Neighborhood Resource Officers Adam Gwartz (right) and Richard Carranza (left) hand a citation to gardener Jesus Duarte (center) and his cousin Miguel De La Cruz for the use of a leaf blower on 20th Street on Thursday morning. (photo by Brandon Wise)

NOMA — The patrol car stops at the curb and the officers approach the suspect. They’ve caught him red handed, but the man, later identified as Jesus Duarte, doesn’t seem to know it.

He calmly turns off his gas-powered leaf blower, which until seconds ago he had been using to beautify a yard in this posh North of Montana Avenue neighborhood, and places it in the back of a pickup truck parked in the driveway.

He and his cousin, Miguel de la Cruz, are gardeners working for their uncle’s landscaping company. Both tell the officers they had no idea it’s illegal to operate a leaf blower inside Santa Monica’s city limits.

But Duarte is about to pay the price.

It’s 10:06 a.m. on Thursday, and Santa Monica Police officers Adam Gwartz and Richard Carranza are on leaf blower patrol, a once per month operation to enforce City Hall’s ban on the noisy, air-polluting devices.

The law banning motorized leaf blowers — whether electric or gas powered — has been in effect since 1991 but continues to be widely flouted by gardeners who either don’t know about the ban or choose to take their chances because raking is harder on the back and more time consuming.

After Gwartz explains that Santa Monica’s law puts the penalty for using a leaf blower on the gardener, and not on the property owner who pays for illegal yard maintenance, he writes Duarte up for an infraction. That’s the lesser of the available punishments (violating the ordinance can also be a misdemeanor punishable by $1,000 fine and six months in jail), but will still cost about $250 once court fees are tacked on.

“Sorry about that,” Gwartz says after issuing the ticket.

The gardeners take the punishment in stride — not that they’d call it completely fair.

Duarte said the owner of the home on 20th Street where he was working never informed him of Santa Monica’s ban.

“They didn’t even give us a warning, that’s why I didn’t even know,” he said.

De la Cruz is surprised that not even electric bowers are permitted in the city.

“With the broom, it’s a lot of time,” he said. “It’s more difficult because sometimes it’s a lot of leaves.”

With that it’s back to the streets. Gwartz and Carranza are patrolling Santa Monica’s north side for violators while another two-officer team is on the south side, concentrating on Sunset Park, also a hotbed for leaf blower complaints. On a busy anti-leaf blower sweep the officers will issue a total of 16 citations during a three-hour operation.

The enforcement is welcome news to many Santa Monica residents, who say the buzz of leaf blowers continues to be an irritation. Residents frequently report violations to the police, but with an average response time of 24 minutes to the low-priority calls, violators have usually moved on by the time officers arrive.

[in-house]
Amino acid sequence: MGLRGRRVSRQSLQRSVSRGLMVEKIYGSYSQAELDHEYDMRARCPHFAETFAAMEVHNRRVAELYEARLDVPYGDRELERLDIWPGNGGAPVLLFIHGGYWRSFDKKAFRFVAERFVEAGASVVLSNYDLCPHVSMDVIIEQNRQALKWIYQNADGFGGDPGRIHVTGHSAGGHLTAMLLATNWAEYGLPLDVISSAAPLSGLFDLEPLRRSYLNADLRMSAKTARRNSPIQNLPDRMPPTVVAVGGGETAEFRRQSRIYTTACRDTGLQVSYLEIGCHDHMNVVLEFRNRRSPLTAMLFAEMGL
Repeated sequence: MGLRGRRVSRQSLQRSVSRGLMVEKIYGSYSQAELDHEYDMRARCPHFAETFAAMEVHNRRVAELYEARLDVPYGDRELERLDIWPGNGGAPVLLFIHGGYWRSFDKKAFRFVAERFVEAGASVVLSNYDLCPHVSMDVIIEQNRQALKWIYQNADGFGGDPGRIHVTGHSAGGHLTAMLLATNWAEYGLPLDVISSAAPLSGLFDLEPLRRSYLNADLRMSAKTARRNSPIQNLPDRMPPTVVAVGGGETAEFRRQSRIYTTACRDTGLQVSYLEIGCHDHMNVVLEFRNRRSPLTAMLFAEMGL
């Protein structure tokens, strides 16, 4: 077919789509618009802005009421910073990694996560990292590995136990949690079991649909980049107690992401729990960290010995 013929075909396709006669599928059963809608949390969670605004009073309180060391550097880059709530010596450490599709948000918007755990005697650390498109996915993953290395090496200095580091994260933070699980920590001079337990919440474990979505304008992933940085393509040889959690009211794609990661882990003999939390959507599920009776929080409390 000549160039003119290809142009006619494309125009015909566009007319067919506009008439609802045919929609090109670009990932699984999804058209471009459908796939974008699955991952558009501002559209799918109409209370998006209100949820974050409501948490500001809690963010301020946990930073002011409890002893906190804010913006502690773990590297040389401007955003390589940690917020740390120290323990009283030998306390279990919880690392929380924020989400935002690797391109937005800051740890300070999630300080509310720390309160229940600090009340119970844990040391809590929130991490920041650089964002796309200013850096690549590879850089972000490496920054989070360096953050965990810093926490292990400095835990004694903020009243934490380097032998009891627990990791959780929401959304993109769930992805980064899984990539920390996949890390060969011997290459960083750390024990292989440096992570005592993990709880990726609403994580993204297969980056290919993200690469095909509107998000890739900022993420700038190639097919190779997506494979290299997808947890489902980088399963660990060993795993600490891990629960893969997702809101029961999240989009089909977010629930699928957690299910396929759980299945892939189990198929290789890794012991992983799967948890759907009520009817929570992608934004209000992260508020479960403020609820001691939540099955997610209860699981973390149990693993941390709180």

The monthly sweeps are an attempt to boost compliance with the ban, but officers admit it’s hardly bringing everyone into line.

In response to enforcement difficulties, City Hall officials and some members of the City Council have proposed shifting responsibility for obeying the leaf blower ban from gardeners to the homeowners who allow their lawns to be illegally cleared.

In January, the City Council discussed the idea and directed staff to begin drafting a revamped leaf blower ban, though council members said they expected to have a broad discussion of potential fixes before possibly changing the law.

Whether the law gets amended this year could come down to money. The proposal to hold property owners accountable would cost City Hall $50,000 per year to hire a part-time staff person in the Office of Sustainability and the Environment (OSE), which would take over enforcement duties.

With City Hall facing a $13.2 million deficit, that expense wasn’t included in the proposed budget the council is set to adopt June 15.

Councilman Kevin McKeown this week said he’s working to get the leaf blower funding added in, but it’s unclear if a majority on the council will back the plan.

“The only way it seems we’re going to move toward proactive enforcement is with the budget shift to increase staff in OSE, and then the enactment of a revised ordinance moving responsibilities into OSE and accountability onto the property owner,” McKeown said.

Gwartz and Carranza, who are both neighborhood resource officers, meanwhile continue to work with the tools they have.

At a later stop in the fabulously wealthy neighborhood north of San Vicente Boulevard at the eastern edge of the city, Carranza speaks in Spanish to a gardener named Mario Rosas-Cruz, another leaf blower operator caught in the act.

An employee of Pardee & Fleming Landscape, he, too, says he was unaware of the ban.

“I didn’t know about it. If I had known, I wouldn’t have used it,” he says.

In this neighborhood, where houses have 12-foot hedges, private tennis courts and views of the Riviera Country Club, the officers again explain it’s the gardener, not the homeowner, who’s at fault.

Before the infraction citation is handed out, a resident emerges from the mansion where Rosas-Cruz had been working. While the man doesn’t get a ticket, Gwartz asks him to inform his employees about the ban.

“Unfortunately they all do it,” the man says, apparently referring to neighborhood gardeners. To his gardener, who’s by now holding a citation, he adds, “Lo siento” — Spanish for “I’m sorry” — before walking down the street with his dog.

To the officers who enforce the leaf blower ban, it’s all in a day’s work.

“The law is the law. We have to enforce it fairly whether it’s up here or anywhere else in the city,” Gwartz says.

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